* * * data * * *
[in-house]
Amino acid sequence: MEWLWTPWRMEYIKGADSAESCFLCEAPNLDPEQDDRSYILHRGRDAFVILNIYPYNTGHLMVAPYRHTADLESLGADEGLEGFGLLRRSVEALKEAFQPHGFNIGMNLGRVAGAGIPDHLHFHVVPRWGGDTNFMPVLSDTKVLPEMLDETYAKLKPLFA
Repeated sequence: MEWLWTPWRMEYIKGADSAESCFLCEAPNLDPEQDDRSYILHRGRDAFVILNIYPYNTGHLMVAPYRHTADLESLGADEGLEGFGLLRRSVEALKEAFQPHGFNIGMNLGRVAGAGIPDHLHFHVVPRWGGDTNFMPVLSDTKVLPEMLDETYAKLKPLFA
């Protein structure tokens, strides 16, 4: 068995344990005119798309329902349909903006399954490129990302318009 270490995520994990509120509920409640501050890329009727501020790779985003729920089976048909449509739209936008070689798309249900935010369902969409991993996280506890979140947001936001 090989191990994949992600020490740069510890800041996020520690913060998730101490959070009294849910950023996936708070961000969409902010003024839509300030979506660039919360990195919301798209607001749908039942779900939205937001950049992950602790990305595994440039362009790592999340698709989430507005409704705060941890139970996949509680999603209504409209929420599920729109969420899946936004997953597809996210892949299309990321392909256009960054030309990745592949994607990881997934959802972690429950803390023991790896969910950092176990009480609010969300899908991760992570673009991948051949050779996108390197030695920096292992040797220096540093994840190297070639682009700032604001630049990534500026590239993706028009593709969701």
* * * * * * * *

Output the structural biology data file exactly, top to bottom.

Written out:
[in-house]
Amino acid sequence: MEWLWTPWRMEYIKGADSAESCFLCEAPNLDPEQDDRSYILHRGRDAFVILNIYPYNTGHLMVAPYRHTADLESLGADEGLEGFGLLRRSVEALKEAFQPHGFNIGMNLGRVAGAGIPDHLHFHVVPRWGGDTNFMPVLSDTKVLPEMLDETYAKLKPLFA
Repeated sequence: MEWLWTPWRMEYIKGADSAESCFLCEAPNLDPEQDDRSYILHRGRDAFVILNIYPYNTGHLMVAPYRHTADLESLGADEGLEGFGLLRRSVEALKEAFQPHGFNIGMNLGRVAGAGIPDHLHFHVVPRWGGDTNFMPVLSDTKVLPEMLDETYAKLKPLFA
């Protein structure tokens, strides 16, 4: 068995344990005119798309329902349909903006399954490129990302318009 270490995520994990509120509920409640501050890329009727501020790779985003729920089976048909449509739209936008070689798309249900935010369902969409991993996280506890979140947001936001 090989191990994949992600020490740069510890800041996020520690913060998730101490959070009294849910950023996936708070961000969409902010003024839509300030979506660039919360990195919301798209607001749908039942779900939205937001950049992950602790990305595994440039362009790592999340698709989430507005409704705060941890139970996949509680999603209504409209929420599920729109969420899946936004997953597809996210892949299309990321392909256009960054030309990745592949994607990881997934959802972690429950803390023991790896969910950092176990009480609010969300899908991760992570673009991948051949050779996108390197030695920096292992040797220096540093994840190297070639682009700032604001630049990534500026590239993706028009593709969701």